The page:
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Tempio Leon Battista Alberti

Jackal statues

The two statues depict a jackal in a vigilant, guardian position. Each figure originally consisted of three separate wooden parts, joined together with pins: the body, the head and a long tail, which has been lost in both cases. They are covered with a thick layer of so-called black varnish, a mixture of organic substances such as bitumen, conifer and Pistacia resins, which was widely used in funerary contexts and whose colour was associated by the Egyptians with concepts of fertility and rebirth.

Some details in the jackal’s head that are larger and more accurately executed are painted in yellow. These statues almost certainly come from naos cysts for canopic jars or from sarcophagi with a quadrangular case and vaulted lid of the qeresw type. Jackals and wooden hawks adorned their lids as additional protection for their contents. The jackal was in fact the sacred animal to Anubis, the patron god of necropolises and the embalming process, but also to Wepwawet, another deity associated with burial grounds, where jackals were at home.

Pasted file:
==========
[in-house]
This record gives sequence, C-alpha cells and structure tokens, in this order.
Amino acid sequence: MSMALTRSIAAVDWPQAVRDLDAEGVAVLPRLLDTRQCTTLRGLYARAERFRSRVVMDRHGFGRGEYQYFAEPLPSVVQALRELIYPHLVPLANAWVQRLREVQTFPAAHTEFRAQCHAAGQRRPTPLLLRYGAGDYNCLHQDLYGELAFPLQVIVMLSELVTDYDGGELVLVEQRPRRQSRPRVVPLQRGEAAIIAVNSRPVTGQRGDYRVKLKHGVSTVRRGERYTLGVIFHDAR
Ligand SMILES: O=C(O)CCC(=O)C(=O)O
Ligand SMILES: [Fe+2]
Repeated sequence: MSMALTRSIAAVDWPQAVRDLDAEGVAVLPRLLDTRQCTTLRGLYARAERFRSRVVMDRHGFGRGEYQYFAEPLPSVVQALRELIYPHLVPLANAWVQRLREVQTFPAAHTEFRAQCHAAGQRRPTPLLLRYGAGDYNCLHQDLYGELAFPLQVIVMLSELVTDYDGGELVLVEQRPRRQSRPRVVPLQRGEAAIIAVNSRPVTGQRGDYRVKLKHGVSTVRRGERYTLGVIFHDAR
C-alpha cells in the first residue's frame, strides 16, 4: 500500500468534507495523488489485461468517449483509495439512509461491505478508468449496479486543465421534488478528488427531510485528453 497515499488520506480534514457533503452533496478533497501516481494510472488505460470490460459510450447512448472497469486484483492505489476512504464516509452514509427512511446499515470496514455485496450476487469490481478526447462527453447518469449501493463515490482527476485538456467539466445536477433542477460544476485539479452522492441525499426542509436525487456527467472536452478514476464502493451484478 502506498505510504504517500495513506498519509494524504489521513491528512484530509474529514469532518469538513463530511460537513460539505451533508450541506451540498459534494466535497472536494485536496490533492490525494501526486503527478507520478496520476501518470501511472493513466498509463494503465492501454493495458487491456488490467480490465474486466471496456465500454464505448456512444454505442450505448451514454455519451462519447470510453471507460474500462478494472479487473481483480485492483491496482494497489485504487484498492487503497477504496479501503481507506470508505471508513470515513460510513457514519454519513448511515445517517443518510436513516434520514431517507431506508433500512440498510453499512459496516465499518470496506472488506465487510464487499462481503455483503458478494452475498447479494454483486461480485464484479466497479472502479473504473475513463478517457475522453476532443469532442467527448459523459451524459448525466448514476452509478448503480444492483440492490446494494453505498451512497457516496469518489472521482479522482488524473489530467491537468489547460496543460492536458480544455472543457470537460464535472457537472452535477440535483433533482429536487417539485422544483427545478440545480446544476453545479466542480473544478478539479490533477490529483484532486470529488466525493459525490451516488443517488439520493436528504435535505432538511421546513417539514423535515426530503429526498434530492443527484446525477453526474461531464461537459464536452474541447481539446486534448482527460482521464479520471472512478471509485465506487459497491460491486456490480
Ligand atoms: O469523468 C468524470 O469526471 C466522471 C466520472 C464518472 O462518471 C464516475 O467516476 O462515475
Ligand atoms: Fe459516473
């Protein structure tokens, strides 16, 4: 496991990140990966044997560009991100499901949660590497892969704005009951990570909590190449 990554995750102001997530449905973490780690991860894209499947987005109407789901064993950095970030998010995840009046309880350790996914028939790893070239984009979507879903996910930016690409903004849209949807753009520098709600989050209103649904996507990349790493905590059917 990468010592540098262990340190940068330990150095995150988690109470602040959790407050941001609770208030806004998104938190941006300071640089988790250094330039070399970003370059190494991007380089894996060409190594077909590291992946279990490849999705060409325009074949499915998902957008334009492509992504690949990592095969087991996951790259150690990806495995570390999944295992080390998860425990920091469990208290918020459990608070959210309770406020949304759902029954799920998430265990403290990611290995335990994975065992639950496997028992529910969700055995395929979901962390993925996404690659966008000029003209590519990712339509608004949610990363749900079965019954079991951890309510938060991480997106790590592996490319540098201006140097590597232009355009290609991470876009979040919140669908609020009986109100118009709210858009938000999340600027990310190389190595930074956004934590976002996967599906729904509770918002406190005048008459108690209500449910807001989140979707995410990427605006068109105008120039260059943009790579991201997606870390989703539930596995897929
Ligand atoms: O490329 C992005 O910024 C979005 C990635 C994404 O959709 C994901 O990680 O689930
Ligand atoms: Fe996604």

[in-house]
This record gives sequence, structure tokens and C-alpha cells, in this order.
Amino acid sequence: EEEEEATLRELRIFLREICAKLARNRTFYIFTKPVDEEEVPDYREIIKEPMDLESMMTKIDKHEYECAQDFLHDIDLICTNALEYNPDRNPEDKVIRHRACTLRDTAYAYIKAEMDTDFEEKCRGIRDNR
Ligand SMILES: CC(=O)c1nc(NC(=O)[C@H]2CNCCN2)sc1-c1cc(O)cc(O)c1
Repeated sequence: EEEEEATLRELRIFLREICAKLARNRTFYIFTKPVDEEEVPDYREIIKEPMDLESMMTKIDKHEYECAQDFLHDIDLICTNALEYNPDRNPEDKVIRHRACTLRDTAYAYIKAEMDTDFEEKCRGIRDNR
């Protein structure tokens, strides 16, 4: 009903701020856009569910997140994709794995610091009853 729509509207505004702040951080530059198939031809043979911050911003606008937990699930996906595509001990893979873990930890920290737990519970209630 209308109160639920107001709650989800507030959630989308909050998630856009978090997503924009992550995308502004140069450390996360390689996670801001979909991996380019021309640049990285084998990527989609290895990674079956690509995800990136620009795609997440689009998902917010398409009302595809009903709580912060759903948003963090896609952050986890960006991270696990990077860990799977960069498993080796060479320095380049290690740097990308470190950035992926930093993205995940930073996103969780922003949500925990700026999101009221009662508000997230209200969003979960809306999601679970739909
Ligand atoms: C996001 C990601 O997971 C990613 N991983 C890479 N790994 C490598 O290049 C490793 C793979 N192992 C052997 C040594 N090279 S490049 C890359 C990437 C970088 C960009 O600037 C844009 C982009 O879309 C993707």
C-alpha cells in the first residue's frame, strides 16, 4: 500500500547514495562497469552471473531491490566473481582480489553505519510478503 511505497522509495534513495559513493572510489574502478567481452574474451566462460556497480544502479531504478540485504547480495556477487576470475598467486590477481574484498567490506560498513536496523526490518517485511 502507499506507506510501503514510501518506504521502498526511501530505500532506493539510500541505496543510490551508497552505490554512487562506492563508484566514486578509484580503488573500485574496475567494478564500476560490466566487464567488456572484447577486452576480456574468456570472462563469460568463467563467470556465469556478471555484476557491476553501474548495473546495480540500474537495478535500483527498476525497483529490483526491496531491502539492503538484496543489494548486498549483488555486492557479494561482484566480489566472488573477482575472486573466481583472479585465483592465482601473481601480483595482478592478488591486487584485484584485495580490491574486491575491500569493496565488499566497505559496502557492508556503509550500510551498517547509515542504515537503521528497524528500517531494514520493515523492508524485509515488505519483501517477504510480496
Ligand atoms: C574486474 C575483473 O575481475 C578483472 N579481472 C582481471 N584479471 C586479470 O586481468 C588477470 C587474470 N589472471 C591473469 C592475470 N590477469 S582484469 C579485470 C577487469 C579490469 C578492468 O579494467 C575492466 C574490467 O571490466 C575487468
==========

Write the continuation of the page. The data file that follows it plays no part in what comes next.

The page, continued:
Dove vedere quest’operaWhere to see this work of art

Third Intermediate Period (c. 1080-655 BC) – Late Period, 26th Dynasty (664-525 BC)
wood, ‘black varnish’ and traces of polychromy

Other Works of art from this Exhibition

Akhem falcon statuettes